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GPs have been bitterly disappointed by critical articles from some sections of the press. The criticisms have included accusations that ‘lazy’ GPs avoided face-to-face appointments and inflammatory comments about GP pay and part-time working. Such articles proliferated despite the continued efforts of GP teams to provide millions of in-person appointments, as well as teleconsultations, throughout the pandemic.

It may be tempting to respond and set the record straight over these criticisms in the press. However, individual general practice staff should be cautious about interacting with the media. Legal and ethical obligations must be observed to uphold the public’s trust while avoiding the potential for further complaints or litigation.

Impact of negative press about GPs

Such negative and misleading coverage has gone so far as to undermine the relationship GPs have with their patients. ‘Anti-GP’ rhetoric has led to the misconception that GPs have been refusing to see patients face-to-face, which appears to have fuelled a rise in abuse from patients, as well as complaints, some of which are reported directly in the press and amplified on social media.

Unsurprisingly, the frequent criticism and blaming of GPs has also worsened staff morale and added to the mental health burden within general practice. Some have been driven to quit the profession altogether, exacerbating the workforce shortage.

Challenging the media criticism

The British Medical Association (BMA) and Royal College of GPs (RCGP) are working to challenge unfair criticism, calling for more support for general practice from the media and government.

Professor Kamila Hawthorne, chair-elect of RCGP, said “I will do everything possible over the next three years to make sure our professional voice is a strong one and to ensure that politicians, policy makers, and influencers, including the media, understand and appreciate the work that GPs do; the importance and quality of the care we deliver to our patients, and the immense contribution we make to the wider NHS.”

GPs’ responsibilities when interacting with the media

Individual primary care staff may have to deal with the press for various reasons. For example, responding to media criticisms or requests for comment, handling media interest in a high-profile patient or a legal inquiry, or being commissioned as a medical expert in the media.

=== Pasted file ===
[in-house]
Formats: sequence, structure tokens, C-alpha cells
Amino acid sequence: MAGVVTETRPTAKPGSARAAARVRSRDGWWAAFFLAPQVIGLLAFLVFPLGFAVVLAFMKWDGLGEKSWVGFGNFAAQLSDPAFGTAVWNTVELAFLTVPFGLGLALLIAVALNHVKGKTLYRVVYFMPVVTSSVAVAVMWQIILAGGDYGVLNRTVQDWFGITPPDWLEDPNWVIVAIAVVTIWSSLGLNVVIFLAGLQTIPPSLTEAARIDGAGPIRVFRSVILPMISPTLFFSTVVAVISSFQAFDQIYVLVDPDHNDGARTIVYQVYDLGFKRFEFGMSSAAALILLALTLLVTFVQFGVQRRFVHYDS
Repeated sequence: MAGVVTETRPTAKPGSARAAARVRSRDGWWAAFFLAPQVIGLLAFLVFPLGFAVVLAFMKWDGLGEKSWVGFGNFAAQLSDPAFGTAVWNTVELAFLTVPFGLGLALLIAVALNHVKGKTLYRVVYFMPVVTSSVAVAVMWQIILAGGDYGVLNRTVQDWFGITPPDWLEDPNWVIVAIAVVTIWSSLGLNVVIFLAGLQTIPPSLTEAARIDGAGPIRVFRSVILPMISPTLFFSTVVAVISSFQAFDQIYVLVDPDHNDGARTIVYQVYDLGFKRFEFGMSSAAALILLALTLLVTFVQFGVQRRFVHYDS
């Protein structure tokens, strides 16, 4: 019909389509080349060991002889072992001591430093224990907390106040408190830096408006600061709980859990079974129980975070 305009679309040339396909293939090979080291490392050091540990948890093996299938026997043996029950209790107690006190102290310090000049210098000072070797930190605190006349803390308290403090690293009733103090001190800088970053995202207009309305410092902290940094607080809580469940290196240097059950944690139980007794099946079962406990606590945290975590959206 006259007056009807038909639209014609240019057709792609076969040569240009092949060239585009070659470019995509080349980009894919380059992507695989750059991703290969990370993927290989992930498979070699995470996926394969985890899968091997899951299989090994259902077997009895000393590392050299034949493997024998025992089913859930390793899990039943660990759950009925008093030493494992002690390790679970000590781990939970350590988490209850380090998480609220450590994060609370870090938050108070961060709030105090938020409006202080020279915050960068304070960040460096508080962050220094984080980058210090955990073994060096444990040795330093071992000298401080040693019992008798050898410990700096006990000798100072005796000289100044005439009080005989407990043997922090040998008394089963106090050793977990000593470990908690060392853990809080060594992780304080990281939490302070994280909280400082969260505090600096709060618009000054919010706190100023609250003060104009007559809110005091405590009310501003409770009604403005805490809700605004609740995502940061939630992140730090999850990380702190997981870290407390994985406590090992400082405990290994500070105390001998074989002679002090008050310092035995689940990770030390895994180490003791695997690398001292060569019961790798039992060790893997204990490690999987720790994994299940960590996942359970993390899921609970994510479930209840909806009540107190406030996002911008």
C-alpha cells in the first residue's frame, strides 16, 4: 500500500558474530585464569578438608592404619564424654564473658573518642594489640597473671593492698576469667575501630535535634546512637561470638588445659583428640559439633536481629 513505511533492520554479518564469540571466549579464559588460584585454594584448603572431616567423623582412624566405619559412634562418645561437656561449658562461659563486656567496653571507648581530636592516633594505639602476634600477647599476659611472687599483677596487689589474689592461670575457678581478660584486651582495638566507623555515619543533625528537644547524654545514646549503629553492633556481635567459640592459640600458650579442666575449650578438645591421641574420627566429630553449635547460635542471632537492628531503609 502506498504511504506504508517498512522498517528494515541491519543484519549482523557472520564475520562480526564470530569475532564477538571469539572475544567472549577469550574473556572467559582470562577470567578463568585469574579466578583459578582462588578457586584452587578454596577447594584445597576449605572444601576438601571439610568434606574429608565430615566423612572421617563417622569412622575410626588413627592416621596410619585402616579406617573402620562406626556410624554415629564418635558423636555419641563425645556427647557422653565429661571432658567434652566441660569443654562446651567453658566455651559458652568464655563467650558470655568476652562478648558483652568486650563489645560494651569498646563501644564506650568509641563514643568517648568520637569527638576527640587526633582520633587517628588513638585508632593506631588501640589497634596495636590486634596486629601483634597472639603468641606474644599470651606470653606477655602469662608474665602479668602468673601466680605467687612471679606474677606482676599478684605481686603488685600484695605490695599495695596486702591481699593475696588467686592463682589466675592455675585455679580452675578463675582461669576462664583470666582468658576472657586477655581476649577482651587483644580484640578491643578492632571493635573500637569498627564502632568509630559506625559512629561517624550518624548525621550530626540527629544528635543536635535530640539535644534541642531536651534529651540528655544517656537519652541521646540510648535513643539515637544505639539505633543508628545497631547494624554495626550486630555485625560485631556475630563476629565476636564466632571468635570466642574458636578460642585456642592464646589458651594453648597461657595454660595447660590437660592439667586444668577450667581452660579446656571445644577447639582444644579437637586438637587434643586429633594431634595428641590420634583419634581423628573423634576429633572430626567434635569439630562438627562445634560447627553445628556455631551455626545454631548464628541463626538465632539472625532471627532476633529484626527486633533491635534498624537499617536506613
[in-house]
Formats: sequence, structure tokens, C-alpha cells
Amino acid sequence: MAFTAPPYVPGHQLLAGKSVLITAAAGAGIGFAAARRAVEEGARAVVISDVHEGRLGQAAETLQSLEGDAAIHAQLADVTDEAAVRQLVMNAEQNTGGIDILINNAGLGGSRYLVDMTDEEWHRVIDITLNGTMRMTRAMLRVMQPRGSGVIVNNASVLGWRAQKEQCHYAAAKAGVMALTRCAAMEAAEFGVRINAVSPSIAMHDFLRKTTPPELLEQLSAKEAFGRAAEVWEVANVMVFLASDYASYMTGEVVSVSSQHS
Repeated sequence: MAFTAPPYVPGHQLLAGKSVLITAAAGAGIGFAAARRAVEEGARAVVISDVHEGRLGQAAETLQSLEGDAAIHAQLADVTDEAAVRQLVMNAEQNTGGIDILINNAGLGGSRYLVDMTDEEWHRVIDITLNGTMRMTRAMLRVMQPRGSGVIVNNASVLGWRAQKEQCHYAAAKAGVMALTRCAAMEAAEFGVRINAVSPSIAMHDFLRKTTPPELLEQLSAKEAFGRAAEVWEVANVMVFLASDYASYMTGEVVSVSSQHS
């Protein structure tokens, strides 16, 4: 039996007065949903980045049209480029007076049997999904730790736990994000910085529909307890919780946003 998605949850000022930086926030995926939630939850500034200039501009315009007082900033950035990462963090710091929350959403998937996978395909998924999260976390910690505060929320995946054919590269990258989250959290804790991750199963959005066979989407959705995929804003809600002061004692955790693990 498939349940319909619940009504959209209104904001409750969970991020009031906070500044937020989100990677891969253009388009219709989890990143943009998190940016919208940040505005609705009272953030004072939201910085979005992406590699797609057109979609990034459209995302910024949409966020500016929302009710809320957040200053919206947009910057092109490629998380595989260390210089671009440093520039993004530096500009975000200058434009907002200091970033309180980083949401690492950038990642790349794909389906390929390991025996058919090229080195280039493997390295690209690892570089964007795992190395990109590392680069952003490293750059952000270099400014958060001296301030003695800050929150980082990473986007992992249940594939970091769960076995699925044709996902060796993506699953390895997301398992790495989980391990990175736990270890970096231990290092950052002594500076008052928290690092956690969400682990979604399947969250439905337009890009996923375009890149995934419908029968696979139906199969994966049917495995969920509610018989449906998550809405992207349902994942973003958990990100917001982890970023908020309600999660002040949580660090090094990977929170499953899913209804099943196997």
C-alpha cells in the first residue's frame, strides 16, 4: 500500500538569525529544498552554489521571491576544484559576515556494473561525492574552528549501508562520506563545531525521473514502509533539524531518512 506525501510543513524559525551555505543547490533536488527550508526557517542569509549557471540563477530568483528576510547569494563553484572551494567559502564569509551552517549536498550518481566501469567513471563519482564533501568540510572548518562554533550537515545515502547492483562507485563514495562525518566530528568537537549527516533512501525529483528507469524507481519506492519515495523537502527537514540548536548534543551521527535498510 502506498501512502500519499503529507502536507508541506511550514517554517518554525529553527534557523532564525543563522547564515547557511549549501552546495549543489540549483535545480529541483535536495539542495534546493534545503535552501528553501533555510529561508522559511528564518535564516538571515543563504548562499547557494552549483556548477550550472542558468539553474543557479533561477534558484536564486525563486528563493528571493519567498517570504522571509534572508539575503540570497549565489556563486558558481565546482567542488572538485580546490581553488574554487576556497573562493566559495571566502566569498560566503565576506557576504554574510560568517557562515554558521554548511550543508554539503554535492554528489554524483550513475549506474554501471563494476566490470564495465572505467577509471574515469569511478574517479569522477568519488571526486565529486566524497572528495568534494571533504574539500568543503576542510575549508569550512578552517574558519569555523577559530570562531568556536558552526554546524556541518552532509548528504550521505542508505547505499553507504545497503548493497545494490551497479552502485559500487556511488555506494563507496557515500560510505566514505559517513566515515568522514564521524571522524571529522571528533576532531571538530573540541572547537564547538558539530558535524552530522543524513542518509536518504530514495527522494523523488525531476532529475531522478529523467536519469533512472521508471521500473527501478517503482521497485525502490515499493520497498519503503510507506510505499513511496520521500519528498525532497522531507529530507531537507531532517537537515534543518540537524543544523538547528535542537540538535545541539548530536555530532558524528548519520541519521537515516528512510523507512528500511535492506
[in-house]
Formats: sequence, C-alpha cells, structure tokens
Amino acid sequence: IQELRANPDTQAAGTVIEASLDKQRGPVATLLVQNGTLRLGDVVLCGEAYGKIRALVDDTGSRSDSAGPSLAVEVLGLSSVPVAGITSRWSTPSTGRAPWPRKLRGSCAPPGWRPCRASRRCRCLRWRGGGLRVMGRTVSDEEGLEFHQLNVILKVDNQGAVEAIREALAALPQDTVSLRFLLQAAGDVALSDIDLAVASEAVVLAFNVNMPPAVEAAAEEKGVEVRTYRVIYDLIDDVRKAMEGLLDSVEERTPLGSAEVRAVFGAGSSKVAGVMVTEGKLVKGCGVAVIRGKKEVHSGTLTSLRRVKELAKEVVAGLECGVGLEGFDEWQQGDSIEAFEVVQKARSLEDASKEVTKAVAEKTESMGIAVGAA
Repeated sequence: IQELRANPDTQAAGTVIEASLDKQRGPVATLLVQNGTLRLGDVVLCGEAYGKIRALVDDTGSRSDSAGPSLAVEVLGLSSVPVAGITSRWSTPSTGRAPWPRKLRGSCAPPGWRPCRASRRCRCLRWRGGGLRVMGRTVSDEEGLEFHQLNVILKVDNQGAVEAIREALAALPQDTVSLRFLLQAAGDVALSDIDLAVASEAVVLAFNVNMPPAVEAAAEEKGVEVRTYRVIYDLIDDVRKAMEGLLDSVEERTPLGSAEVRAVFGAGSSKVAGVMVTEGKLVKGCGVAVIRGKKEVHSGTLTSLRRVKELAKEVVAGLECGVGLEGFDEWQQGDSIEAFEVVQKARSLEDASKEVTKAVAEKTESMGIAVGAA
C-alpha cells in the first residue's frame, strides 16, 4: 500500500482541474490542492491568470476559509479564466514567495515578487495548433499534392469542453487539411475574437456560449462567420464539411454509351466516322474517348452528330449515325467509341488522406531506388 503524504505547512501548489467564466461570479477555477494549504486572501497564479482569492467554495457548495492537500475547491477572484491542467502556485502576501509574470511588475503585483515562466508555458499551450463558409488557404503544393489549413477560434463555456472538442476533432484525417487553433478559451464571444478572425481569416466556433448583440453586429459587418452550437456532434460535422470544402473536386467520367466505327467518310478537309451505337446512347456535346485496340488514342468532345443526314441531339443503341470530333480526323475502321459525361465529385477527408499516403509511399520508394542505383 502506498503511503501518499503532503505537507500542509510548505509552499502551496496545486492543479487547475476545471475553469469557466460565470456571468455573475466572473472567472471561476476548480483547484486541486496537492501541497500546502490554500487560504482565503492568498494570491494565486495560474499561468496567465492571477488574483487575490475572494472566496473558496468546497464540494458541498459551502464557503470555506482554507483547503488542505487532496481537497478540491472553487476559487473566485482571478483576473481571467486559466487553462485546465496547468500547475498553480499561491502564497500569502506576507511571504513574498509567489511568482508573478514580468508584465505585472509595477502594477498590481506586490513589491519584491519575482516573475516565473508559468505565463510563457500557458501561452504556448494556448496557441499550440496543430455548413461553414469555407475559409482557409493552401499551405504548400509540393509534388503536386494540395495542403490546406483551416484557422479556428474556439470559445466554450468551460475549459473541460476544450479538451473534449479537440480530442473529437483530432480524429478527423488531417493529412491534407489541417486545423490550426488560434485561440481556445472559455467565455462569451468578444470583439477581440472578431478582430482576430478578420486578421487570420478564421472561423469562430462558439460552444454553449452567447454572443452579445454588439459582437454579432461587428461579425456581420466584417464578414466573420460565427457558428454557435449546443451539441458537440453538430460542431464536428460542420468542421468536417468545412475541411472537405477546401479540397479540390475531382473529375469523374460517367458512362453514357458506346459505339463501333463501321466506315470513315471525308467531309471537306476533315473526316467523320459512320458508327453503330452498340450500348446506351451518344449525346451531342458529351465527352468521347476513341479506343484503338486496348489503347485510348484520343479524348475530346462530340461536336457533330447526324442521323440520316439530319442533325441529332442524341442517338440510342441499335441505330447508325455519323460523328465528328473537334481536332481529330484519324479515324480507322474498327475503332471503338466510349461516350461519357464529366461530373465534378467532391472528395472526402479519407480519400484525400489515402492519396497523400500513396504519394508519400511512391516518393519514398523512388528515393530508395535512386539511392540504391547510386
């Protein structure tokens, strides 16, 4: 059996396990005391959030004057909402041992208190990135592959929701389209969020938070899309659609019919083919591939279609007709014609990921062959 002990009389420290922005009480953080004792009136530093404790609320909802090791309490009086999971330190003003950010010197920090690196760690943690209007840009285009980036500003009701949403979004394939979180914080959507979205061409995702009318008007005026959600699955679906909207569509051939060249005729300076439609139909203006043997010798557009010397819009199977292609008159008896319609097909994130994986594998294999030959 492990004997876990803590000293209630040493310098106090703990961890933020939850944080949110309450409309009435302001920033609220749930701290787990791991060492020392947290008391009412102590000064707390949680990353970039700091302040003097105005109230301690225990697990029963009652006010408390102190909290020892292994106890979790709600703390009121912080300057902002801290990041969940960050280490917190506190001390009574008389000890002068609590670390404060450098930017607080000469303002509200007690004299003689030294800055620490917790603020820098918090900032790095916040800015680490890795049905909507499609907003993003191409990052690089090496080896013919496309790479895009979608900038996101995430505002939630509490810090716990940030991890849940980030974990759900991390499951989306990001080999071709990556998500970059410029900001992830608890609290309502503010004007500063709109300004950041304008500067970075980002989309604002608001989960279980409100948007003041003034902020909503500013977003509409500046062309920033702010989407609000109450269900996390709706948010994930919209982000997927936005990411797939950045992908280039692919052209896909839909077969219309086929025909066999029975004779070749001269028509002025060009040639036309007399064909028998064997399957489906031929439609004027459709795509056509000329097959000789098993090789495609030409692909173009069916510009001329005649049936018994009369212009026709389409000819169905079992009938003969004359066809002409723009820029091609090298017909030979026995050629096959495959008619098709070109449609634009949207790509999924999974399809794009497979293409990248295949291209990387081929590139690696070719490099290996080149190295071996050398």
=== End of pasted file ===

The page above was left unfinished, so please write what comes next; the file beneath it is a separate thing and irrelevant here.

In such situations, it is important to be aware of GPs’ legal and ethical responsibilities and to keep in mind these key points:

  • Respect patient confidentiality
  • Be cautious; treat any communication with journalists as ‘on the record’
  • Maintain a professional attitude that justifies patients’ and the public’s trust
  • Do not engage in public disputes with patients or peers
  • Ensure you have adequate indemnity insurance in place.

General Medical Council (GMC) guidance, ‘Responding to criticism in the media’, includes:

“You must not put information you have learned in confidence about a patient in the public domain without that patient’s explicit consent. You should usually limit your public response to an explanation of your legal and professional duty of confidentiality.

However, from time to time, media reports or social media discussions might cause patients to be concerned about your practice, or that of a health service you are associated with. In such cases it may be appropriate to give general information about your normal practice.”

The guidance adds: “You should seek advice from your professional or defence body, or from a solicitor, on how to respond to criticism in the media and, if appropriate, any legal redress available to you.”

In practice: How to deal with the media

Primary care staff should know what to do if approached by the media:

  • If ‘cold-called’ by a journalist, do not engage in an interview. Request contact details and call back with a considered response.
  • If asked for comment about an individual patient’s care, respond in most cases by explaining the duty of patient confidentiality.
  • If journalists and photographers arrive at GP premises, make them aware of the need to respect patient confidentiality and request that they do not obstruct patient access.
  • If commissioned to provide general health advice to the public, remind people to consult their own GP about individual health issues.
  • If invited to take part in a discussion programme, find out in advance what the focus will be, who is involved, and how it will be broadcast. Consider carefully whether it is a topic on which you can speak with authority, without breaching your legal or ethical obligations.
  • Consult senior colleagues to ensure compliance with local policies.
  • Seek medico-legal advice.

Contact us at Medical Defense Society if you need medico-legal support with preparing a response to personal criticism in the press or for other advice about dealing with the media. Please inform us if your professional role changes to include media communications so that we can confirm suitable indemnity insurance.